New York Natural Heritage Program
Brook Floater
Alasmidonta varicosa (Lamarck, 1819)
Bivalves
A. varicosa walking E. Gordon
Family: Unionid Mussels (Unionidae)

State Protection: Threatened
A native species likely to become an endangered species within the foreseeable future in New York (includes any species listed as federally Threatened by the United States). It is illegal to take, import, transport, possess, or sell an animal listed as Threatened, or its parts, without a permit from NYSDEC. 1) Any native species likely to become an endangered species within the foreseeable future in New York. 2) Any species listed as threatened by the U.S. Department of the Interior.

Federal Protection: Not Listed

State Rarity Rank: S1
A State Rarity Rank of S1 means: Typically 5 or fewer occurrences, very few remaining individuals, acres, or miles of stream, or some factor of its biology makes it especially vulnerable in New York State.

Global Rarity Rank: G3
A Global Rarity Rank of G3 means: Either rare and local throughout its range (21 to 100 occurrences), or found locally (even abundantly at some of its locations) in a restricted range (e.g. a physiographic region), or vulnerable to extinction throughout its range because of other factors.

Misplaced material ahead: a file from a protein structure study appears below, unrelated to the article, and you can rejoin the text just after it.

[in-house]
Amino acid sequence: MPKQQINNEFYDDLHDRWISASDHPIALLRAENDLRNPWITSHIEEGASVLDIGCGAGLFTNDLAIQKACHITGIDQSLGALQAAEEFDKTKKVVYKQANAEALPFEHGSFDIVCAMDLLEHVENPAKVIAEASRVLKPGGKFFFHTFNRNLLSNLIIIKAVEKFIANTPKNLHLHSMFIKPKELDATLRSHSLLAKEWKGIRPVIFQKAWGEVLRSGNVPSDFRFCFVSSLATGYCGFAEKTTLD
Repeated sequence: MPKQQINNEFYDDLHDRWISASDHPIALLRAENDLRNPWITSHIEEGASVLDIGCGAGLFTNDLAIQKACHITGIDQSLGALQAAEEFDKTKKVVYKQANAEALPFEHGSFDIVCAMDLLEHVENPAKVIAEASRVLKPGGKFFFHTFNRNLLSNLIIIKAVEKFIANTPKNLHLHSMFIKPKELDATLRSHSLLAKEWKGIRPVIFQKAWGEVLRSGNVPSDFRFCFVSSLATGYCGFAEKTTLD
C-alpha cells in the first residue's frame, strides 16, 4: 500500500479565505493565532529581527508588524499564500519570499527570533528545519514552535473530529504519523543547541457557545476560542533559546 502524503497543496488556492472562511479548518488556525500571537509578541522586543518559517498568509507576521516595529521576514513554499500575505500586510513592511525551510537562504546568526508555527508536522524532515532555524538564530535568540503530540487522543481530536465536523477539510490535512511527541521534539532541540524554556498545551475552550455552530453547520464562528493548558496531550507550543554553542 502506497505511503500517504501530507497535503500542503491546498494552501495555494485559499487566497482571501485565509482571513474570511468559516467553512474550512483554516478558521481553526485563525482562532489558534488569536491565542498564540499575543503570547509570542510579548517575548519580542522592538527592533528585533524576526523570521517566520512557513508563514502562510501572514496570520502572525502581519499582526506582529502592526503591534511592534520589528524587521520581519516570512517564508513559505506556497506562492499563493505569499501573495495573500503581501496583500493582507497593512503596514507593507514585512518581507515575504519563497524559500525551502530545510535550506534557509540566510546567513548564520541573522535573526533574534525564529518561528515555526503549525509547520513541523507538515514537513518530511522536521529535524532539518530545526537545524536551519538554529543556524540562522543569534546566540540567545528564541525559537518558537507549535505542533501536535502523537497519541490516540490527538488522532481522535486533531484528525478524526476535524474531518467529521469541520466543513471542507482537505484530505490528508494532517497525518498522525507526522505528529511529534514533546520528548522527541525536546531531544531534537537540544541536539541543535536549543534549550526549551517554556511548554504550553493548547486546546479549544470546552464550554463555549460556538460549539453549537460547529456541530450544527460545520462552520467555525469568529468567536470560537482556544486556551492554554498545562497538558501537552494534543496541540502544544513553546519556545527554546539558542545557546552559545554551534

Did you know?
The brook floater has virtually disappeared from the Susquehanna River basin since the mid-1950's (Strayer and Fetterman 1999).

State Ranking Justification [-]
Formerly widespread in southeastern New York, this species has disappeared from many sites since the 1950's and is now extremely rare in the state. Populations in the Housatonic and Passaic basins have apparently disappeared and surveys of nearly a dozen historical populations throughout the Susquehanna River watershed in 1991 turned up only 1 living animal. Populations in the Shawangunk Kill and Delaware River basins (Lellis 2001) are sparse and limited in extent. Only the Neversink River population currently appears healthy although it also apparently declined by an estimated 38,000 individuals during the mid 1990's (Strayer and Jirka 1997).

Short-term Trends [-]

Long-term Trends [-]